LONDON (Reuters) - Confidence in climate change investments should return in the second half of this year as the global economy recovers and a U.N. climate panel review reaffirms the severity of climate change, an HSBC report said.
Both public opinion and investor confidence was dented by the disappointing outcome to U.N. climate talks in Copenhagen and intense scrutiny of the integrity and accuracy of climate science, Nick Robins the head of HSBC’s climate change center said in a report on Thursday.
The equity value of climate investments have underperformed, with the HSBC Climate Change Index rising 2.1 percent compared to 4.8 percent for MSCI World Index between November and April.
Nearly all countries have witnessed a decrease in concern in the past two years on the back of the economic crisis, the report said.
Recent controversy over the release of stolen emails from the Climatic Research Unit at the University of East Anglia and an error in a U.N. climate panel’s report about the disappearance of the Himalayan glaciers, has also affected public trust in industrialized nations.
“We believe that any market impacts over climate science may be nearing its floor, with the results of the three independent reviews confirming the integrity of the climate science,” the report said.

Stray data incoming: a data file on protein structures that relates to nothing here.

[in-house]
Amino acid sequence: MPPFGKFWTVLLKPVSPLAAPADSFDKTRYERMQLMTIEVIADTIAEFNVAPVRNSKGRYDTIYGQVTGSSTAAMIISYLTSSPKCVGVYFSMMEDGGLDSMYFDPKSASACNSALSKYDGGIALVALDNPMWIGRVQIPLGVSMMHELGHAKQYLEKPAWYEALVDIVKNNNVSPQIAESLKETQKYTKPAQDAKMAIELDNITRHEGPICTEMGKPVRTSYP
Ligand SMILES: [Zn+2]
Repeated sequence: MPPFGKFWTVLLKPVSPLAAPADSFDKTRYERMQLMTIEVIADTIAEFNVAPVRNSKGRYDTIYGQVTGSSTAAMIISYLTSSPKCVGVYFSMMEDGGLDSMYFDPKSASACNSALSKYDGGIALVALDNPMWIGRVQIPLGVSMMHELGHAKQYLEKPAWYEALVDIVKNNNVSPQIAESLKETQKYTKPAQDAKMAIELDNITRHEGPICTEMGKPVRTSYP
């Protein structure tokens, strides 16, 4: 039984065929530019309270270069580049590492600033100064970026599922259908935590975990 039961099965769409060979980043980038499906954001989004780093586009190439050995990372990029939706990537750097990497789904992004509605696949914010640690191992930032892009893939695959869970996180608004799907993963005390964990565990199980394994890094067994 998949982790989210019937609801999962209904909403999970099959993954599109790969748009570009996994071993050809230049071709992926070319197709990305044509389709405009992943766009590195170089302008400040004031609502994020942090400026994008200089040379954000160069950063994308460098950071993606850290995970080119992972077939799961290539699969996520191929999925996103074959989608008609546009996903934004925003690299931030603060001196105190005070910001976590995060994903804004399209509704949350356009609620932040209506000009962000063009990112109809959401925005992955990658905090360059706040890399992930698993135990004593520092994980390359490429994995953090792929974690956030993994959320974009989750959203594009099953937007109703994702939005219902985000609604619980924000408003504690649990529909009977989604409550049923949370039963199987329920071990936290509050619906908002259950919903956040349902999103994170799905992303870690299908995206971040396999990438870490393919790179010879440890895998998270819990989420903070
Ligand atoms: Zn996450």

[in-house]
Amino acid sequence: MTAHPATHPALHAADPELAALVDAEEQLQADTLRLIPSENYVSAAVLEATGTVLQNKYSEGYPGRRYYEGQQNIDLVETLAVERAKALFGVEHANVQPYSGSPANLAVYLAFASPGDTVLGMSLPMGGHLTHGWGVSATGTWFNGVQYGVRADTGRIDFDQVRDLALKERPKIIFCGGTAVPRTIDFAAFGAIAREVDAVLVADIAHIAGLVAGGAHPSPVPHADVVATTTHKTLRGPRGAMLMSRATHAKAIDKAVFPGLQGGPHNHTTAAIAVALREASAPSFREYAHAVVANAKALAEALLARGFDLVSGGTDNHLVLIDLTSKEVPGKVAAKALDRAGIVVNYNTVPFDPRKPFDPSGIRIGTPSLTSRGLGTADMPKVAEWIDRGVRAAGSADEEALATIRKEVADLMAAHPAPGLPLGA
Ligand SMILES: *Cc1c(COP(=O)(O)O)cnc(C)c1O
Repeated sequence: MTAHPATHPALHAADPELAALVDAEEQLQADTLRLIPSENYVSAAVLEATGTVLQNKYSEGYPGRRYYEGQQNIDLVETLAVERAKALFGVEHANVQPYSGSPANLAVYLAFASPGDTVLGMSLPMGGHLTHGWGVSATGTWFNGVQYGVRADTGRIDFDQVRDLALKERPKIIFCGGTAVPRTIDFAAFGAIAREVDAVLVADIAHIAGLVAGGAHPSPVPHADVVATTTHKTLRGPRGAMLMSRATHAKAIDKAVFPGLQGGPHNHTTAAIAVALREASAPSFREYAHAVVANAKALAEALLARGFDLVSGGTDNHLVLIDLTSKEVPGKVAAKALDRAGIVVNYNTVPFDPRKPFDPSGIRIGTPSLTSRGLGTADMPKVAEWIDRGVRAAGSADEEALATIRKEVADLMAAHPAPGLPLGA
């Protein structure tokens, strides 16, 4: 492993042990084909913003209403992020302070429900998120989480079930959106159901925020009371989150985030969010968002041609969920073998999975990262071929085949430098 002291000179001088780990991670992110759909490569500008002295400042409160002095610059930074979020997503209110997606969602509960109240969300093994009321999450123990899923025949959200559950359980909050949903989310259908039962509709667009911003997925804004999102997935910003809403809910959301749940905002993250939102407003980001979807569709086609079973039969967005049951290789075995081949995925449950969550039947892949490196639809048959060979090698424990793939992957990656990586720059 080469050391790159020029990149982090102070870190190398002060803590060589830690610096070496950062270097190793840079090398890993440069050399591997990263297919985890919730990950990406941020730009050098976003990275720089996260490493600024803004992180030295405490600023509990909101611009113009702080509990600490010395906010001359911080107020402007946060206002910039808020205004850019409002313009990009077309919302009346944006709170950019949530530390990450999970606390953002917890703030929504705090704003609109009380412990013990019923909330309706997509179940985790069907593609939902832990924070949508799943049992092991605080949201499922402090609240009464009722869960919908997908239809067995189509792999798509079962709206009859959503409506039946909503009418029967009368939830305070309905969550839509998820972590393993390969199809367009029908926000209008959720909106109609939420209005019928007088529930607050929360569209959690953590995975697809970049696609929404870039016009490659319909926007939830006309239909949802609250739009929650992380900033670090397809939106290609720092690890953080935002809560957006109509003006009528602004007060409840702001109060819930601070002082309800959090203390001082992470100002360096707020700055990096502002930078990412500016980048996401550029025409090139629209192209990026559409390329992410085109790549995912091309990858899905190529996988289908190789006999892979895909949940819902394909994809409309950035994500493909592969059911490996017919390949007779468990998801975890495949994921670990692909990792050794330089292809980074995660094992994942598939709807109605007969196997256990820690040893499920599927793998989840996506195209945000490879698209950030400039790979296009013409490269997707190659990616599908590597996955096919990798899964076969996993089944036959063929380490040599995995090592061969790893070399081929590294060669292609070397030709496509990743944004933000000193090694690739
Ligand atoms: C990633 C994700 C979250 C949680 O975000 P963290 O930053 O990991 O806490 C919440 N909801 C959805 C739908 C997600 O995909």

For the rest of this year, HSBC identified four factors that should catalyze a revival in public concern and market confidence.
A review on the U.N.’s Intergovernmental Panel on Climate Change (IPCC) will be finalized at the end of August and governments will meet in October to take any remedial measures.
“We believe that practical steps to strengthen the IPCC’s procedures would represent a positive outcome from this saga. The IPCC also has the opportunity to regain momentum with its special report on renewables later in the year,” Robins said.
Warmer weather should also underpin public concern about climate change. Last year, the UK Met Office projected that 2010 would be the warmest year on record, outstripping 1998. Already the first quarter of 2010 one of the hottest on record, in spite of a fierce winter in parts of the Northern hemisphere.
There is a strong correlation between public concern and economic growth rates in the United States, which together with a strengthened IPCC and warmer weather could underpin pragmatic policy action, the report said.
After a top-down focus on a global climate deal in 2009, the theme for 2010 is on national efforts to promote green growth, particularly in East Asia.
Reporting by Nina Chestney; Editing by William Hardy
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